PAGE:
Tod Bolsinger sums up the Church as a body that functions relationally and purposefully. Sometimes the relationships can subvert the purpose, sometimes the purpose can overwhelm the relationships.
Pastors can focus on maintaining relationships at the cost of mission, or focus on outreach at the cost of caring for those who are already there.
If this problem or the solution was obvious or easy for leaders to negotiate churches would be a lot healthier than they are.
Bolsinger points out that pastors have to do both, lead with outward purpose and inward empathy:

We are called to take the hill – with Grandma
Christian work is a “family” and a “business” at the same time. To be a Christian is to find identity and mutual commitment in relationships constituted by God that make us into brothers and sisters, these relationships are inherently and intrinsically important. And at the same time we are a business with a mission to fulfill, services to offer, constituencies to support and regulations, demands, and obligations required of us. The organisation that has inherently valuable relationships also has an instrumentally critical purpose. And holding that tension, leading a Christian organization that is faithful to both mission and family, is indeed the challenge for most of us.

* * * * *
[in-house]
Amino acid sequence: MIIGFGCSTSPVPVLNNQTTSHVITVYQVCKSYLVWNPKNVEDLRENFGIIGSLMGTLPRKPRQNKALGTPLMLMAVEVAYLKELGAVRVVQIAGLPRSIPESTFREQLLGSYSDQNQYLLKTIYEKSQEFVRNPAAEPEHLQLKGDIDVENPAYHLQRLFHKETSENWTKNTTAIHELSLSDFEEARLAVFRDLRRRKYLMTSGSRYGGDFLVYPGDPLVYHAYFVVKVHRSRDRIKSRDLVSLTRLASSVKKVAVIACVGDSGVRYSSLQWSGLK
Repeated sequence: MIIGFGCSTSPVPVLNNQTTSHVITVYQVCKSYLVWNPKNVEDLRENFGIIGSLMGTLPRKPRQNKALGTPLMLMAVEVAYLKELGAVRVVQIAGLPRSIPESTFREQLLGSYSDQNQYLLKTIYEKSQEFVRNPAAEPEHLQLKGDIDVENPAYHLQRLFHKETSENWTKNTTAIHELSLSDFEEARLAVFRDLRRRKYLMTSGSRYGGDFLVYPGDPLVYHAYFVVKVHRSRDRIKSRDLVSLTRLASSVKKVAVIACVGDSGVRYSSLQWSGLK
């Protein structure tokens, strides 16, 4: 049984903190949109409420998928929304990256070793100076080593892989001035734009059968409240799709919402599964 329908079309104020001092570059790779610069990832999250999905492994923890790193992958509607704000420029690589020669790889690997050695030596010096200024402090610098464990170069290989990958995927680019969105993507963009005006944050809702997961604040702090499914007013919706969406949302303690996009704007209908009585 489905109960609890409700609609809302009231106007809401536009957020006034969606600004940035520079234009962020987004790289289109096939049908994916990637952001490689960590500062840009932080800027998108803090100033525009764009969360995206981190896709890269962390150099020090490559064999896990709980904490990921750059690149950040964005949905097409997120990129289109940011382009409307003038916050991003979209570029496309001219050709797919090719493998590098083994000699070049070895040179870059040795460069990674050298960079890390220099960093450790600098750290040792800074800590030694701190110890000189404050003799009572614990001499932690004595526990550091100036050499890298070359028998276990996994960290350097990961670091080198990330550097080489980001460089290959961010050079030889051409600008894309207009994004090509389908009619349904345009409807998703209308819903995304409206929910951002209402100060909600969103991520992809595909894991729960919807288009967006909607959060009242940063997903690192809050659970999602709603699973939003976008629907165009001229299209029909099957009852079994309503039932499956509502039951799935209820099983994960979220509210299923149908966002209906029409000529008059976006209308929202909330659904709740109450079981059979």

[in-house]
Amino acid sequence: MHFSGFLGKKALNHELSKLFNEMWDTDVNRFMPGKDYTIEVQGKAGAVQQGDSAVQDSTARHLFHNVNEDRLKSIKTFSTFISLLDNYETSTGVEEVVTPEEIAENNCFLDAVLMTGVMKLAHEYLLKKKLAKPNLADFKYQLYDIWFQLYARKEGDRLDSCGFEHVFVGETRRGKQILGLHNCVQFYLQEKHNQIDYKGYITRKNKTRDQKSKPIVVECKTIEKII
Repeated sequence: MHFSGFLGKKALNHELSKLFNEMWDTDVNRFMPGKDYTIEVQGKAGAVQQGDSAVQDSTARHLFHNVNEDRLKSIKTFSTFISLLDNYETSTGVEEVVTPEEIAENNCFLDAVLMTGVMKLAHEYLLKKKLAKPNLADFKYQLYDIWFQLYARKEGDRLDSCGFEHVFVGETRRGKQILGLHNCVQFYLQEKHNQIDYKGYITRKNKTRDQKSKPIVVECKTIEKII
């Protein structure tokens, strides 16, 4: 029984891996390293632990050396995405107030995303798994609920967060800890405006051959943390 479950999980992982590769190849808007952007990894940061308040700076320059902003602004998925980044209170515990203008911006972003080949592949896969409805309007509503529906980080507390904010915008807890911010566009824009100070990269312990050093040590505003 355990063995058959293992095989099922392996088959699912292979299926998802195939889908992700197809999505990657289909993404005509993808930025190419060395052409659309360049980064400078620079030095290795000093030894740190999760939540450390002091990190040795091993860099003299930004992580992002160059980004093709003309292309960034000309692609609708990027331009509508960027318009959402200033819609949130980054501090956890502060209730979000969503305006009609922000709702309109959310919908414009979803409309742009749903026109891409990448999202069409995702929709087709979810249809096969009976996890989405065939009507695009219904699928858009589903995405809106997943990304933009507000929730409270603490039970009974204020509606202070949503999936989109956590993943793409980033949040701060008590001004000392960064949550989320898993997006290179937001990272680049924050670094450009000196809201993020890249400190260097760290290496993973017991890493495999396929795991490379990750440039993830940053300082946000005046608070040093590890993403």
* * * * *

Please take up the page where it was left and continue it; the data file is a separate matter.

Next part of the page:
Tod Bolsinger, Canoeing The Mountains IVP Books, 2015, pg 221.

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